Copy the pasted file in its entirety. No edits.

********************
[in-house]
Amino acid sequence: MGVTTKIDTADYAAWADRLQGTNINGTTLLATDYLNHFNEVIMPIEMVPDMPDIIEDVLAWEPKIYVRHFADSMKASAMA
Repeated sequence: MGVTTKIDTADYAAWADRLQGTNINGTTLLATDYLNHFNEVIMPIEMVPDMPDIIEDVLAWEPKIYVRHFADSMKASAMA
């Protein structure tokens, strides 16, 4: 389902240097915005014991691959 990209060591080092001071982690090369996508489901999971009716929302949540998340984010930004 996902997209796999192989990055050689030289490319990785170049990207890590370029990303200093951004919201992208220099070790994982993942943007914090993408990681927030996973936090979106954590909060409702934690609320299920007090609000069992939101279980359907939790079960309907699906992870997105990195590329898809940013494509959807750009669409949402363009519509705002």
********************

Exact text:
[in-house]
Amino acid sequence: MGVTTKIDTADYAAWADRLQGTNINGTTLLATDYLNHFNEVIMPIEMVPDMPDIIEDVLAWEPKIYVRHFADSMKASAMA
Repeated sequence: MGVTTKIDTADYAAWADRLQGTNINGTTLLATDYLNHFNEVIMPIEMVPDMPDIIEDVLAWEPKIYVRHFADSMKASAMA
């Protein structure tokens, strides 16, 4: 389902240097915005014991691959 990209060591080092001071982690090369996508489901999971009716929302949540998340984010930004 996902997209796999192989990055050689030289490319990785170049990207890590370029990303200093951004919201992208220099070790994982993942943007914090993408990681927030996973936090979106954590909060409702934690609320299920007090609000069992939101279980359907939790079960309907699906992870997105990195590329898809940013494509959807750009669409949402363009519509705002």